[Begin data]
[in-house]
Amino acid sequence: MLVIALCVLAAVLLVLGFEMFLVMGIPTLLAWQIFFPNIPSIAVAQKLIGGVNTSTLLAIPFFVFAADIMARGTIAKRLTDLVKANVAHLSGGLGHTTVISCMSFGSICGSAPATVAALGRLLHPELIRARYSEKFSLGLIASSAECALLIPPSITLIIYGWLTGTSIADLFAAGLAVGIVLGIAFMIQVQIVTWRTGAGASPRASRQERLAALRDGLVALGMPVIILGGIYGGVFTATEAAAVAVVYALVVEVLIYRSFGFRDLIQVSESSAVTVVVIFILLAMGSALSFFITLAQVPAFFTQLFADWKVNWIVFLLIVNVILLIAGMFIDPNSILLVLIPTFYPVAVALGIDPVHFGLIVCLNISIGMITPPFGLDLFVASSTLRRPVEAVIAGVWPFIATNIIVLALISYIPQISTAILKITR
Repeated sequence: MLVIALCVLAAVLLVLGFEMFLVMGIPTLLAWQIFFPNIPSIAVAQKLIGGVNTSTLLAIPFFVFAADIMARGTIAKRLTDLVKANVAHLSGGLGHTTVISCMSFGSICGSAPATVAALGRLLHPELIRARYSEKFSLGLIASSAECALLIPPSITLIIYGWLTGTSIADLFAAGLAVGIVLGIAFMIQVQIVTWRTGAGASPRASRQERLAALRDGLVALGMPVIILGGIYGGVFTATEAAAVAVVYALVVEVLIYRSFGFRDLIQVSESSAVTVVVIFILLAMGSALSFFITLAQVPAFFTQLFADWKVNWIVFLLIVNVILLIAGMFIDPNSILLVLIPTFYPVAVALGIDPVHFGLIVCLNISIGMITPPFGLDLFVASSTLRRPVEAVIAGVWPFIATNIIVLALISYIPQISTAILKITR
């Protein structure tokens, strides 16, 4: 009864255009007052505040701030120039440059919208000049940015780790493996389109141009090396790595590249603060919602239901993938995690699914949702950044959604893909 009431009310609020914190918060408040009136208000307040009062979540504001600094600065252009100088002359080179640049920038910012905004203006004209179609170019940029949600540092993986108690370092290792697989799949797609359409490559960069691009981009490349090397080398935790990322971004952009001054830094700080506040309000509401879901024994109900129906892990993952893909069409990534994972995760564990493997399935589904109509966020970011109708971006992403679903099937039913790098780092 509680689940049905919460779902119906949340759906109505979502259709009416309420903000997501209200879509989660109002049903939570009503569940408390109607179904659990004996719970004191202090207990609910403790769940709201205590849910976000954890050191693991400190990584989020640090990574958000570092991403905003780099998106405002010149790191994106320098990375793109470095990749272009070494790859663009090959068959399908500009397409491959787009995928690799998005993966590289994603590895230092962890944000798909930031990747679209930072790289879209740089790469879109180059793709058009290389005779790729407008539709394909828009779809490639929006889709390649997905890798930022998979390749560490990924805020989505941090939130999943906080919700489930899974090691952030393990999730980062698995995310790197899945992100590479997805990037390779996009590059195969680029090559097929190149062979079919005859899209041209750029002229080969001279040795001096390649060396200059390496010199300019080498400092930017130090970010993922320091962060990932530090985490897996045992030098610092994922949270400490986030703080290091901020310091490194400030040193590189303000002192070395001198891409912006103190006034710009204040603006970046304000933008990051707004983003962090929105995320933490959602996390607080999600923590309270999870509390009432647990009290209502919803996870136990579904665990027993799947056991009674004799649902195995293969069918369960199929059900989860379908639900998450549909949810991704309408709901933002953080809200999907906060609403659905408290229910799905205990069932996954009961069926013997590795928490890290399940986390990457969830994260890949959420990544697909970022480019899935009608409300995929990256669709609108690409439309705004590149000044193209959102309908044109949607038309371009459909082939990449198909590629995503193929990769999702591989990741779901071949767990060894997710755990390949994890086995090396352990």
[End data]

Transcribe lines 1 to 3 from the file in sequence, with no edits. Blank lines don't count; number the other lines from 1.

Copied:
[in-house]
Amino acid sequence: MLVIALCVLAAVLLVLGFEMFLVMGIPTLLAWQIFFPNIPSIAVAQKLIGGVNTSTLLAIPFFVFAADIMARGTIAKRLTDLVKANVAHLSGGLGHTTVISCMSFGSICGSAPATVAALGRLLHPELIRARYSEKFSLGLIASSAECALLIPPSITLIIYGWLTGTSIADLFAAGLAVGIVLGIAFMIQVQIVTWRTGAGASPRASRQERLAALRDGLVALGMPVIILGGIYGGVFTATEAAAVAVVYALVVEVLIYRSFGFRDLIQVSESSAVTVVVIFILLAMGSALSFFITLAQVPAFFTQLFADWKVNWIVFLLIVNVILLIAGMFIDPNSILLVLIPTFYPVAVALGIDPVHFGLIVCLNISIGMITPPFGLDLFVASSTLRRPVEAVIAGVWPFIATNIIVLALISYIPQISTAILKITR
Repeated sequence: MLVIALCVLAAVLLVLGFEMFLVMGIPTLLAWQIFFPNIPSIAVAQKLIGGVNTSTLLAIPFFVFAADIMARGTIAKRLTDLVKANVAHLSGGLGHTTVISCMSFGSICGSAPATVAALGRLLHPELIRARYSEKFSLGLIASSAECALLIPPSITLIIYGWLTGTSIADLFAAGLAVGIVLGIAFMIQVQIVTWRTGAGASPRASRQERLAALRDGLVALGMPVIILGGIYGGVFTATEAAAVAVVYALVVEVLIYRSFGFRDLIQVSESSAVTVVVIFILLAMGSALSFFITLAQVPAFFTQLFADWKVNWIVFLLIVNVILLIAGMFIDPNSILLVLIPTFYPVAVALGIDPVHFGLIVCLNISIGMITPPFGLDLFVASSTLRRPVEAVIAGVWPFIATNIIVLALISYIPQISTAILKITR